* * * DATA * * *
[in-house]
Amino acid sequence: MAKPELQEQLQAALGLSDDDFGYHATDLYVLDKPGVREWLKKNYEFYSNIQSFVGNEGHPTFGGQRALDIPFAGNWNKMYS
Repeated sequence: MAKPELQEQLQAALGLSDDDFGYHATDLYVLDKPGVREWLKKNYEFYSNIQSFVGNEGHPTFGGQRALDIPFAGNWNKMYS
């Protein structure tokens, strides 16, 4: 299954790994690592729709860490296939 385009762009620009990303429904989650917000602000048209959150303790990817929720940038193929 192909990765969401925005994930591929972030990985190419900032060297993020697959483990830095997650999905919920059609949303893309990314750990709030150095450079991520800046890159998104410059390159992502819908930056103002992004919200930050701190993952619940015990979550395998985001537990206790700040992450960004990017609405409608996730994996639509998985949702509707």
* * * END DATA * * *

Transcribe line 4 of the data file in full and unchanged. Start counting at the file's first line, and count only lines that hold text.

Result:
């Protein structure tokens, strides 16, 4: 299954790994690592729709860490296939 385009762009620009990303429904989650917000602000048209959150303790990817929720940038193929 192909990765969401925005994930591929972030990985190419900032060297993020697959483990830095997650999905919920059609949303893309990314750990709030150095450079991520800046890159998104410059390159992502819908930056103002992004919200930050701190993952619940015990979550395998985001537990206790700040992450960004990017609405409608996730994996639509998985949702509707």